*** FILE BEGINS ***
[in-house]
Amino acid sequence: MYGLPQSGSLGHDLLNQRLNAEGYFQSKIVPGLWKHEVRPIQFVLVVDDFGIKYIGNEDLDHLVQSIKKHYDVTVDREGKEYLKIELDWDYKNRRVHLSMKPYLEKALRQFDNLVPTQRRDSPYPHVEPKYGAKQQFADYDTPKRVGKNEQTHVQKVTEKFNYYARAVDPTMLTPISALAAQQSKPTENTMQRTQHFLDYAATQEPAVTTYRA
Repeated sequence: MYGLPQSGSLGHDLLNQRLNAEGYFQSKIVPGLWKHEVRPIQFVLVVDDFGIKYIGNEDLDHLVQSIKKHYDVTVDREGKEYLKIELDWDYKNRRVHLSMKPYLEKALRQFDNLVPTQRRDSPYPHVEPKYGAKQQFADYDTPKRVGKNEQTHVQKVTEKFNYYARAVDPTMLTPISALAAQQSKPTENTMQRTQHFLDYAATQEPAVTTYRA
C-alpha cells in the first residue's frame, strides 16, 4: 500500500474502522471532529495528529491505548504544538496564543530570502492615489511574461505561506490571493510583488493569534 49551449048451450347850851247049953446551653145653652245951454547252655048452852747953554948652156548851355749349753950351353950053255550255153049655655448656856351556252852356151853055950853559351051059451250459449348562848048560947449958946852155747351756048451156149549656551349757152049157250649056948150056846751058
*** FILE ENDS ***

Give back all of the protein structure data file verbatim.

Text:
[in-house]
Amino acid sequence: MYGLPQSGSLGHDLLNQRLNAEGYFQSKIVPGLWKHEVRPIQFVLVVDDFGIKYIGNEDLDHLVQSIKKHYDVTVDREGKEYLKIELDWDYKNRRVHLSMKPYLEKALRQFDNLVPTQRRDSPYPHVEPKYGAKQQFADYDTPKRVGKNEQTHVQKVTEKFNYYARAVDPTMLTPISALAAQQSKPTENTMQRTQHFLDYAATQEPAVTTYRA
Repeated sequence: MYGLPQSGSLGHDLLNQRLNAEGYFQSKIVPGLWKHEVRPIQFVLVVDDFGIKYIGNEDLDHLVQSIKKHYDVTVDREGKEYLKIELDWDYKNRRVHLSMKPYLEKALRQFDNLVPTQRRDSPYPHVEPKYGAKQQFADYDTPKRVGKNEQTHVQKVTEKFNYYARAVDPTMLTPISALAAQQSKPTENTMQRTQHFLDYAATQEPAVTTYRA
C-alpha cells in the first residue's frame, strides 16, 4: 500500500474502522471532529495528529491505548504544538496564543530570502492615489511574461505561506490571493510583488493569534 49551449048451450347850851247049953446551653145653652245951454547252655048452852747953554948652156548851355749349753950351353950053255550255153049655655448656856351556252852356151853055950853559351051059451250459449348562848048560947449958946852155747351756048451156149549656551349757152049157250649056948150056846751058